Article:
market research incentives

2. Your chosen methodology 

The market research methodology you choose will have a big impact on your incentive choices too. You’ll not only have to factor in how much time you expect respondents to spend on any given task, but also the type of task or commitment you’re asking of them.

For example, will your methodology require the use of technology, such as wearable gadgets or video (some participants may not wish to appear on video)? Or is the research more of a sensitive or personal nature?   

The more demanding the research is, the higher your market research incentive will need to be to keep your participants motivated or interested.   

Consider these: 

  • If it’s a face-to-face methodology - factor in travel time and perhaps travel costs in addition to the session itself.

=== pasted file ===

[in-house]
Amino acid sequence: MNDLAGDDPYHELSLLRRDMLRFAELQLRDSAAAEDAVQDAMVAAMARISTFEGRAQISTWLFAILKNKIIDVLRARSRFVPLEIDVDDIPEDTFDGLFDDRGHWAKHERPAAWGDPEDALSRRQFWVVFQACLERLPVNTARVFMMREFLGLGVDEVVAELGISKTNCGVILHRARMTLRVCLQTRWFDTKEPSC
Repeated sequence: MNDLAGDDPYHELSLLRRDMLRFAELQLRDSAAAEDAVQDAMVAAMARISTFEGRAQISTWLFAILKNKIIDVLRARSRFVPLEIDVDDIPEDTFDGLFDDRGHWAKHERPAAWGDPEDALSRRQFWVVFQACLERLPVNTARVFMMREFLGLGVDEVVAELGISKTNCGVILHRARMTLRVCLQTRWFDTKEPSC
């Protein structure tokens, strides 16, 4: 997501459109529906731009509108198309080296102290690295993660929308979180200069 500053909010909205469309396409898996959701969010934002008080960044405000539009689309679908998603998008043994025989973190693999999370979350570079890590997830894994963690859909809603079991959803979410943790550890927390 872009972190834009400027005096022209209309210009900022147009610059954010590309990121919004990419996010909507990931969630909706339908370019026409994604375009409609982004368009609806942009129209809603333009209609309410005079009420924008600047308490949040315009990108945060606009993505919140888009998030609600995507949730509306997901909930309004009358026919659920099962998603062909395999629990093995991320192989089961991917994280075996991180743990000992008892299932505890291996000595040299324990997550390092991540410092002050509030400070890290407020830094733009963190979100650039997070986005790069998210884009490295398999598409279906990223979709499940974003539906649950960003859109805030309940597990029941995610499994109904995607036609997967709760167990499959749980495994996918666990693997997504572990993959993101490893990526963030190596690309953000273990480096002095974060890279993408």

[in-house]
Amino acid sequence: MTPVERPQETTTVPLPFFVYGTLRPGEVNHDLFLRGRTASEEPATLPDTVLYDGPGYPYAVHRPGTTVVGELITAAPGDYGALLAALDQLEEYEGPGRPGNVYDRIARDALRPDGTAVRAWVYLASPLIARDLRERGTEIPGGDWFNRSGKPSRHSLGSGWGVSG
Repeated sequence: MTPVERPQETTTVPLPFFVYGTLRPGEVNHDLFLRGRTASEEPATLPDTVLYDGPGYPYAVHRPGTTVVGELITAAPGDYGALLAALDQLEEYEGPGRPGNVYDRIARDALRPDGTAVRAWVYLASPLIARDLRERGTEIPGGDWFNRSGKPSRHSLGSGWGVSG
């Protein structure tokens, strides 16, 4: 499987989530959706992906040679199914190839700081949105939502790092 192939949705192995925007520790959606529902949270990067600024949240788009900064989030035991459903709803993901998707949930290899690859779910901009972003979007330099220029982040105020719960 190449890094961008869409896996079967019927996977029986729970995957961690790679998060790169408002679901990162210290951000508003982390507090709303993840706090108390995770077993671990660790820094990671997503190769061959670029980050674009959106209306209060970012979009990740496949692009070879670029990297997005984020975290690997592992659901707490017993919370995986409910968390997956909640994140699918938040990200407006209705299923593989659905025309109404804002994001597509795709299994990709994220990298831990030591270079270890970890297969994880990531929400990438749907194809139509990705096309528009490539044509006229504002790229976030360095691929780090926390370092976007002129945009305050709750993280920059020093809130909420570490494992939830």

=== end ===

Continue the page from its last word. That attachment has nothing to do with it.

• If there are pre-tasks that include buying productsyou need to factor in time and reimbursement costs to cover the purchase. 

 What’s more, for online communities, or projects with multiple phases, it works well to: 

  • Have a tiered/staggered payment of incentives   
    • For example, if you are doing a six-month community, you may have a total incentive amount per person that you pay in increments, starting with the smallest amount and increasing it as time goes on, with a bonus for full completion. This is a great way to boost engagement and minimise dropouts! 
  • Offer bonus prizes in addition to starting incentives  
    • For example, prizes for the best creative content on communities can work well to increase respondent effort
  • State up front that people must hit a certain task completion to receive the incentive 
    • This way, if your participant doesn’t complete the tasks required, you’ll be within your rights to state they do not get an incentive as they have not met the agreed requirementsThe key here is to be transparent up front in order to avoid angry respondents (more on that below)!

3. The kind of incentives you can offer

It’s worth thinking about the type of incentive that will attract the audience you’re looking for